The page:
While interest rates will always play a significant role in the costs of your buy-to-let mortgage, interest is not the only fee that you will be responsible for.
Additional expenses will be accrued throughout the application process, and likely be added to the sum total of your agreement. These include:
Lender arrangement fee
A great deal of administration will be involved in the application process for a buy-to-let mortgage, and lenders will not conduct this work free of charge.
A lender arrangement fee will be added to your loan, which could be up to 3% of the total sum borrowed. This is another compelling argument for laying down a larger deposit on the property.
Some products come with low lender arrangement fees, although this may well be offset by a higher interest rate.
To get the best deal on a buy-to-let mortgage, it’s advisable to seek the services of a mortgage broker. These professionals will potentially unlock interest rates from specialist lenders that are not available to the general public, or use existing business relationships to gain access to a better interest rate.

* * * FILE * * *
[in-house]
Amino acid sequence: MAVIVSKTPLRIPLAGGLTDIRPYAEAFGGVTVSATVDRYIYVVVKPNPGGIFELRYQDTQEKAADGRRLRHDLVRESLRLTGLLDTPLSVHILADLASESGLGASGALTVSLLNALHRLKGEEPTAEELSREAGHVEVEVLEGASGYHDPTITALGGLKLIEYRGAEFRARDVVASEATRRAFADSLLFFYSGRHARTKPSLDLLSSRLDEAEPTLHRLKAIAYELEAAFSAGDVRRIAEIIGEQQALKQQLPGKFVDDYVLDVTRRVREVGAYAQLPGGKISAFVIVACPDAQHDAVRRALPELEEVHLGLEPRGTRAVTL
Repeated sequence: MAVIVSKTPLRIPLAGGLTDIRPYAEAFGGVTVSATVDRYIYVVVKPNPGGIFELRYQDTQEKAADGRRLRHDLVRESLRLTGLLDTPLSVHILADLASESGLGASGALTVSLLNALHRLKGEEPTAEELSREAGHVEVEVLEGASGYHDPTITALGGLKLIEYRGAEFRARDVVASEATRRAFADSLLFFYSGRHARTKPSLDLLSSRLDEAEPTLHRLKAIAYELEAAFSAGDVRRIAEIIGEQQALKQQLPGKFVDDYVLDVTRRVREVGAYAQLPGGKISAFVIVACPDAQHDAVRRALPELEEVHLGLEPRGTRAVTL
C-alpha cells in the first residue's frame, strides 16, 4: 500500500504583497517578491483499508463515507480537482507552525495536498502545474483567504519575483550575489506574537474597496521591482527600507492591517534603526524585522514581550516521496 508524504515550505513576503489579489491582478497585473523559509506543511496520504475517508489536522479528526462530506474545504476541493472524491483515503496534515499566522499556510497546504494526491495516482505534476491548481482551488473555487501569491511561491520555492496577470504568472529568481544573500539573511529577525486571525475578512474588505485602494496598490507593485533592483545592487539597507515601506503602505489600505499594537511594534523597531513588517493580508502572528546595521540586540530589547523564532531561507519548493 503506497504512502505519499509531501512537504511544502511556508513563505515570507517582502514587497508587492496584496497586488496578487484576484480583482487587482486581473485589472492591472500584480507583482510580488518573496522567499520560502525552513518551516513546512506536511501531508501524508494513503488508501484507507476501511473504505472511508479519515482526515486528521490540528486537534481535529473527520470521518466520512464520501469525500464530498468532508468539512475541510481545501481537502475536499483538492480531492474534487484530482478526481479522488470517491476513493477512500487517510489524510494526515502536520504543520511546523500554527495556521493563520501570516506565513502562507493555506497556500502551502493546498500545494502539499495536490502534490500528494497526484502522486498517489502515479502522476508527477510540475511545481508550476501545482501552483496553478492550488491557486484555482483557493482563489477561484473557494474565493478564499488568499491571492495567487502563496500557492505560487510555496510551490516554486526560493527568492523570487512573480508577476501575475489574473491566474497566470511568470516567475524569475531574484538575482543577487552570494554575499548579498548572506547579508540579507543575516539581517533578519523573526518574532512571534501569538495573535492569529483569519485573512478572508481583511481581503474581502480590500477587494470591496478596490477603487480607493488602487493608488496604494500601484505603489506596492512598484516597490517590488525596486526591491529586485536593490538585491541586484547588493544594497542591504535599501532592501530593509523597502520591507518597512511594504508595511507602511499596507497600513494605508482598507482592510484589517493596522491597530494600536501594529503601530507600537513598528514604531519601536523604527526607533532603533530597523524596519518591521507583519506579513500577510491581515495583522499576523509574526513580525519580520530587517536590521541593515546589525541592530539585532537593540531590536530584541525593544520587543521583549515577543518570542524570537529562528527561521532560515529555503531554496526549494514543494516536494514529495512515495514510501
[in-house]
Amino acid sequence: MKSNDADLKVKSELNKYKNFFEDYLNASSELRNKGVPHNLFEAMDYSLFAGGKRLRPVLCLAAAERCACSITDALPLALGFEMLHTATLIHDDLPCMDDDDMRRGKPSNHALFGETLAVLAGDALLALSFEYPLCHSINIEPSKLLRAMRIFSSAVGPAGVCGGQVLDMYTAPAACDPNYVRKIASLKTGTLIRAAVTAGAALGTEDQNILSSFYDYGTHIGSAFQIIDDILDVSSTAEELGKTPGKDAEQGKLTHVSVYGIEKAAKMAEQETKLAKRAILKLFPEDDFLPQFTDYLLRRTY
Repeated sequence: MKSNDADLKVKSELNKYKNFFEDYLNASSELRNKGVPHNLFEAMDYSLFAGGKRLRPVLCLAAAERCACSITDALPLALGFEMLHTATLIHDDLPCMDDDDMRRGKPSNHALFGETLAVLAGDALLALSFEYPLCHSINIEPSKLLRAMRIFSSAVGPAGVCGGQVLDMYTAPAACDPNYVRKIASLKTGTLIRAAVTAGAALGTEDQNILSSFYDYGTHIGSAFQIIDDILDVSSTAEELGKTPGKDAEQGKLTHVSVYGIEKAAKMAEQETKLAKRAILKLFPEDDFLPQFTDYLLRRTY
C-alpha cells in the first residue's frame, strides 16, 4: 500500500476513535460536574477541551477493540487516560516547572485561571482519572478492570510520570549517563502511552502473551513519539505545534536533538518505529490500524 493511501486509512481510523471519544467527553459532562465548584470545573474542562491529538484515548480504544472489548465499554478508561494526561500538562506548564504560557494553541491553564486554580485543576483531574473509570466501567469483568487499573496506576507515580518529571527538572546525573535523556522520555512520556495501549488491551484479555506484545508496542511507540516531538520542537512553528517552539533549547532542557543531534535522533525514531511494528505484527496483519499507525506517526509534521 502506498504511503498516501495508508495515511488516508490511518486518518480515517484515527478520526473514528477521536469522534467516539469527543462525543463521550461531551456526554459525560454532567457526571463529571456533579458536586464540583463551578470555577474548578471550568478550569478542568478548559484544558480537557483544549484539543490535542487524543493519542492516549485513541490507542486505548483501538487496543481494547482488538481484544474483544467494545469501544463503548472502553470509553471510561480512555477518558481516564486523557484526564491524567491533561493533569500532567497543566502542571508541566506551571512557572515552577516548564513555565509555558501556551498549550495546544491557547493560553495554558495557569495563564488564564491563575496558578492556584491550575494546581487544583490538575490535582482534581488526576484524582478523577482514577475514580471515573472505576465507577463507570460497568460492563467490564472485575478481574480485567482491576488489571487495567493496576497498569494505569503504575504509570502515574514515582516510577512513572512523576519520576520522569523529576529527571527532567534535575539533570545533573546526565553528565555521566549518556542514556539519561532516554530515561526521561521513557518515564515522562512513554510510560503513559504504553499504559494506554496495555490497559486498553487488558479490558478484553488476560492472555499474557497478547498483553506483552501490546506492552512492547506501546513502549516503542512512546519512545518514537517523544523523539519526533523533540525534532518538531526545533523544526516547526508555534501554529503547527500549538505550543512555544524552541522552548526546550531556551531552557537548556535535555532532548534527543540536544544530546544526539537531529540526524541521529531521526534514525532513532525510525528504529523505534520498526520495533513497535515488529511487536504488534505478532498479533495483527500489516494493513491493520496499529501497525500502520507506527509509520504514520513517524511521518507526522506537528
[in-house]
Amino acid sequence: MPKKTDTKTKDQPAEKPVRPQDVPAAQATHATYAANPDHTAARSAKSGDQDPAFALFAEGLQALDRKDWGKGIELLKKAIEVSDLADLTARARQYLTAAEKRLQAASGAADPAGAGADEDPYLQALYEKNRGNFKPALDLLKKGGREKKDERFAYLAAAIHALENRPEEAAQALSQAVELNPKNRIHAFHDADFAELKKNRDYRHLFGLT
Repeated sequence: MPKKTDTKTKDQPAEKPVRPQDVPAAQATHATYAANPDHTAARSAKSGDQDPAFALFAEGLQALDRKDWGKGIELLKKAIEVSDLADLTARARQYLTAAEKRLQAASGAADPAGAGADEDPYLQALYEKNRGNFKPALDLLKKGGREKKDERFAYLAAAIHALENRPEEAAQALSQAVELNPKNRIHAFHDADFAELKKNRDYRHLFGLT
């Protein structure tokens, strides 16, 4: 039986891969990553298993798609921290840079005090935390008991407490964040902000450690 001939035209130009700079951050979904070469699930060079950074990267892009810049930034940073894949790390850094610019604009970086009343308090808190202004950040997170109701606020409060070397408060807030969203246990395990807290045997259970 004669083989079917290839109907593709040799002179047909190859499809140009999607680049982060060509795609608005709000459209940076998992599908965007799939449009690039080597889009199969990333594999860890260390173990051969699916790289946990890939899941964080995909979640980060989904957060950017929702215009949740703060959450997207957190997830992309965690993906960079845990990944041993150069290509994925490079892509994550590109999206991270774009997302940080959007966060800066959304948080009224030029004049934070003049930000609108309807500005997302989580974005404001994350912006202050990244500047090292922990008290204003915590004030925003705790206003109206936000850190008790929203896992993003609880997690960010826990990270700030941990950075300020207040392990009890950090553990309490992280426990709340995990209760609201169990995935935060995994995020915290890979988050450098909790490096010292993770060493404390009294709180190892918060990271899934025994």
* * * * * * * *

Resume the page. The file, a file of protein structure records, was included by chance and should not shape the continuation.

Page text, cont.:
Any lender that agrees to a buy-to-let mortgage is making an investment, and will thus seek assurance that the valuation of the property is sound.
Some lenders will take the word of an estate agent that a property is valued appropriately, but many will arrange an independent valuation of their own – especially for a substantial loan. This will likely cost at least £200–300, and can be significantly more for more valuable properties.
Unless you are remortgaging a property that you already own, you will need to undertake the conveyancing process through a third-party solicitor when taking out a buy-to-let mortgage. This will usually cost between £1,000–2,000, depending on the complexity of the purchase. All solicitors have a unique rate card, so it’s worth shopping around to get the best deal possible, though also ensure that your chosen solicitor has a reputation for acting thoroughly and swiftly. It’s easy to get bogged down in administration, and you may face a frustrating wait to complete your transaction if your conveyancer does not move at speed.